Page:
Artificial Intelligence definitions

“In the 21st century, we won’t experience 100 years of acceleration, it will be more like 20,000 years,” writes Ray Kurzweil, who’s predicted the rapid rates of technological evolution that we’re seeing today. Software and computing are at the forefront of what’s being called the Fourth Industrial Revolution, in which we’re moving from automation to machine learning, which grows more sophisticated by the day—with huge implications for businesses across industries.

Artificial Intelligence (AI) is leading the way, and it’s more than just a buzz term. Total business value derived from AI is expected to reach $1.2 trillion in 2018, and rocket to $3.9 trillion by 2022. There’s a clear and immediate impetus for businesses to invest in AI, but the learning curve is quite steep. With that in mind, here are some industry terms you need to know when starting down the path of AI investment. Armed with some basic knowledge, you can start to develop a sense of how AI may factor into the development of your business.

Artificial Intelligence

In general, this term refers to a computer system that possesses a human-level intelligence. The Turing test—named for Dr. Alan Turing, who initially proposed it (in 1950!)—has long been considered the benchmark for identifying true artificial intelligence. The test is deceptively simple: If a machine can fool a human interrogator into believing it is human, the machine would be considered truly “intelligent.”

In recent years, “artificial intelligence” has come to refer to the software and algorithms that process information, derive insights, and make decisions based on vast sets of data generated by today’s connected population. These insights and decision-making are at the heart of what makes AI so valuable to the business world.

Machine Learning

Machine learning (ML) involves establishing a digital model for a real-world process, then feeding data into that model to build a prediction engine. Once the model has been successfully trained, new predictions can be made. The model can be further refined by comparing these predictions with actual events as they happen, so the model can evolve over time.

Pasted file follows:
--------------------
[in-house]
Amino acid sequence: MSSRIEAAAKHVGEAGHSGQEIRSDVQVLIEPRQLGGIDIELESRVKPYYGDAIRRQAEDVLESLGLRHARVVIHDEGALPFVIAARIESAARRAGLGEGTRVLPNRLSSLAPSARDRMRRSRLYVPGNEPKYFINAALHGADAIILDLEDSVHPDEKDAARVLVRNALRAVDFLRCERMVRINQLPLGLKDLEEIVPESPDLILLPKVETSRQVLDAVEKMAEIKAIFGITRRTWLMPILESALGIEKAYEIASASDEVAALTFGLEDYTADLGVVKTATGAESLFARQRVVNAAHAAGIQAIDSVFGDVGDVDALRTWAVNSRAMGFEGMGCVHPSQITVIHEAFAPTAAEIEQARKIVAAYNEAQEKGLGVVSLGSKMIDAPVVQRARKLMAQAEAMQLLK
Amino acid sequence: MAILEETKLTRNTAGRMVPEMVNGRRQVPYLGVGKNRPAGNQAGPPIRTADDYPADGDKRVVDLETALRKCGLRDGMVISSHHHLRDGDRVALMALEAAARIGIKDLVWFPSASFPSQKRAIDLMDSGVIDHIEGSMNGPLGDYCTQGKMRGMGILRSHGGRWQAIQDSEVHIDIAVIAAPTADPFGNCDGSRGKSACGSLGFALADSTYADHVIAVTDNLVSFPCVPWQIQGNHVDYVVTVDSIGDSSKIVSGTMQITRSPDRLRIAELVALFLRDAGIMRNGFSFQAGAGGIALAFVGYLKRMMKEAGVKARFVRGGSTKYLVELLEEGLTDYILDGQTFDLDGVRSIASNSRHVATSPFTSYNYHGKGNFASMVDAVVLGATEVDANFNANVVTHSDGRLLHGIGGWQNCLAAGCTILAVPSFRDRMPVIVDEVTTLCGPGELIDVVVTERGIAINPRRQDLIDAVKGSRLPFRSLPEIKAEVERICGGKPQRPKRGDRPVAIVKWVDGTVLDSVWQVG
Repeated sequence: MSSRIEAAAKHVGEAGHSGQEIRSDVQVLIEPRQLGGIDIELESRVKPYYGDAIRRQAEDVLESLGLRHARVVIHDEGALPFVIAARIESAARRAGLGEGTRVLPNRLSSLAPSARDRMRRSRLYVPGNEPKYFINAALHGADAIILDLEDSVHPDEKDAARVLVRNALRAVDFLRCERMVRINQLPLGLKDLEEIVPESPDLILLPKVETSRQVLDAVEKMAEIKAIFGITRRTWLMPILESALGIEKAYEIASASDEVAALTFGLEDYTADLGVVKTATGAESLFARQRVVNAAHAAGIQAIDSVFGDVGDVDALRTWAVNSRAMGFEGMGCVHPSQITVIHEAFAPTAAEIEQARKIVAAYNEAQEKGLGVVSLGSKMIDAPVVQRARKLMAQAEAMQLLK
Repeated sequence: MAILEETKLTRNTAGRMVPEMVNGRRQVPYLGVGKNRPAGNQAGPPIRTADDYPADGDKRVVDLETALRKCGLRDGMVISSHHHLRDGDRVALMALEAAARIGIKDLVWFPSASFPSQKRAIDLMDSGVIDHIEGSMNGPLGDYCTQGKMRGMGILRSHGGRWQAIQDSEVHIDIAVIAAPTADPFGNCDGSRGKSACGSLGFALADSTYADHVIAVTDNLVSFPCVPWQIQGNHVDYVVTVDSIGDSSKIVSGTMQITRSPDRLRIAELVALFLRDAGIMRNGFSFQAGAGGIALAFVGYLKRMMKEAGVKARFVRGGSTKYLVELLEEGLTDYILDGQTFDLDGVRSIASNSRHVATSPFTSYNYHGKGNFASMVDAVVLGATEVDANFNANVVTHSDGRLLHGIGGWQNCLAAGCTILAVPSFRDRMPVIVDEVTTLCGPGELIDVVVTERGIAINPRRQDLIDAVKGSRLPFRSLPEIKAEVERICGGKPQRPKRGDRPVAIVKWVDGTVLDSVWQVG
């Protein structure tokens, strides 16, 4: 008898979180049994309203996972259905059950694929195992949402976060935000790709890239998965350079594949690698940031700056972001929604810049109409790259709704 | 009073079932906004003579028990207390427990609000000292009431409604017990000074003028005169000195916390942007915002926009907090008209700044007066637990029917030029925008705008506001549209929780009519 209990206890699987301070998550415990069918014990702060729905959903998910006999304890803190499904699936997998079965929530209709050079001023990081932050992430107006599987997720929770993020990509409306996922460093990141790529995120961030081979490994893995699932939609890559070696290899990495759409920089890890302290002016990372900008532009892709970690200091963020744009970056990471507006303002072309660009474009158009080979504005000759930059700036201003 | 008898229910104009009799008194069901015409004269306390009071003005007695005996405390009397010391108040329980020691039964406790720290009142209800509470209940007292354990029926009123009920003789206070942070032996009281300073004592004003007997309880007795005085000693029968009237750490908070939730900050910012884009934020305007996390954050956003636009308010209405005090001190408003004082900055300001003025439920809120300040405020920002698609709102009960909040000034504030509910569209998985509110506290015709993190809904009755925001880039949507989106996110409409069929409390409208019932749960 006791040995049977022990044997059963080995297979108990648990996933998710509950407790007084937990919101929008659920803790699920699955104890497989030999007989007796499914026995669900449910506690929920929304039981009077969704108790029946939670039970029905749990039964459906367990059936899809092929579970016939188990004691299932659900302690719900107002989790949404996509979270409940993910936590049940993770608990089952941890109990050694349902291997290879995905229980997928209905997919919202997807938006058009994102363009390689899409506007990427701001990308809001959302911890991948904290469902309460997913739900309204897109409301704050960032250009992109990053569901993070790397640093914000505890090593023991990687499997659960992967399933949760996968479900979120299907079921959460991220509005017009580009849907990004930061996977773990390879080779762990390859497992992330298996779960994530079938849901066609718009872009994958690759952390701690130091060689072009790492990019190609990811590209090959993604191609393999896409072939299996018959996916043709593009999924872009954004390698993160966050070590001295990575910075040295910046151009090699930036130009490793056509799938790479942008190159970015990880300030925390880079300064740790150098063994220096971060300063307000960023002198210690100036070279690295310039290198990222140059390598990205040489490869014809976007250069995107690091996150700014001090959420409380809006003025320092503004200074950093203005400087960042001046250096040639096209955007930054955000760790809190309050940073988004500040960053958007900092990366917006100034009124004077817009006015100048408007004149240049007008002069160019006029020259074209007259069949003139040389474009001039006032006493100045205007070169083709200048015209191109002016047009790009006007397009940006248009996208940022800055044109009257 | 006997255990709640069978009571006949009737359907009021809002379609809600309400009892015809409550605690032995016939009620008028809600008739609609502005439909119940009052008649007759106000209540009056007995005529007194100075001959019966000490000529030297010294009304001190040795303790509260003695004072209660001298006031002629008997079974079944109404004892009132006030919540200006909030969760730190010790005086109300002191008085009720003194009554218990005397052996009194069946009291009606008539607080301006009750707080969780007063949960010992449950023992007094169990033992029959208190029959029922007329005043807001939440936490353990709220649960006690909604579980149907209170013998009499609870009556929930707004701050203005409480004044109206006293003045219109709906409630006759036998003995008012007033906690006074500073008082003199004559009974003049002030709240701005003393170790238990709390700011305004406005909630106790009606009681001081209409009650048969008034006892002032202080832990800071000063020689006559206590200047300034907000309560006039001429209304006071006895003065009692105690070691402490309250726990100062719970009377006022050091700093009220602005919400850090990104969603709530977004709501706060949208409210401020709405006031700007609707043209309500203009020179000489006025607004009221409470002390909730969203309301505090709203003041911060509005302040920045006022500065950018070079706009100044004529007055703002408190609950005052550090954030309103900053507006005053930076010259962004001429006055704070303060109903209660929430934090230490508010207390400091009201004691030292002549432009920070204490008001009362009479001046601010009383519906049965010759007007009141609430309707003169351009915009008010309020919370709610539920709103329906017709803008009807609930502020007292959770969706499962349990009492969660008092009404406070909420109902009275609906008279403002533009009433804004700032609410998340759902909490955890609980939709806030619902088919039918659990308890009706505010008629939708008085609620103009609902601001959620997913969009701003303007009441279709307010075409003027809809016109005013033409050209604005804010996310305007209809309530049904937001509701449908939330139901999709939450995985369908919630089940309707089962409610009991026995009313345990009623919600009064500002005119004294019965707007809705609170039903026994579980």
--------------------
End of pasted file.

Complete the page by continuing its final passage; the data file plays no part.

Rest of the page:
Like artificial intelligence, machine learning can also refer to the set of software and algorithms that are used to build these real-world models.

Cognitive Computing

A blanket term that refers to the various applications of machine learning and artificial intelligence in solving real-world problems. Computer vision, speech recognition, and natural language processing are all examples of cognitive computing. Major technology players like Microsoft, Google, and Amazon provide APIs that can integrate the power of the AI/ML into many applications.

Neural Network

A neural network is a specific type of machine learning algorithm, albeit a very powerful one, originally modeled on the way neurons in the human brain pass electrical signals between each other to form cognitive processes. The idea is that by feeding data through multiple interconnected layers of nodes, we can train the entire network to recognize patterns in the data. Neural networks can be used to convert handwriting to digital text or diagnose cancer from medical images.

Deep Learning

Deep learning has become a buzzword recently, as there have been some impressive gains in certain problem domains like image classification, speech recognition, and natural language processing. Under the hood, deep learning is implemented by specialized neural networks. In fact, the “deep” in “deep learning” refers to the number of layers in the neural network leveraged by the deep learning model.

Natural Language Processing (NLP)

A marriage of linguistics and AI, the goal is to translate human communication (both oral and written) into a structure that machines can process and respond to intelligently. Think Siri, Alexa, and Cortana. There’s a lot of information encoded in our communications, beyond the words themselves: tone, emotion, intent, etc. Active research in NLP seeks to understand how we can extract these higher-order pieces of information.

Computer Vision

Computer vision involves processing visuals via machine learning algorithms in order to extract information contained in those images. Examples include recognizing people, places, and things, or extracting meaningful text from an image (i.e., Optical Character Recognition).

Breaking down the concept of AI unearths its vast potential. Companies are leveraging the technology to more deeply understand people, evolve their own processes, and create better experiences inside and outside of their organizations. Look out for our next post, in which we’ll take a deeper look at emerging trends in AI and how it’s driving business transformation.

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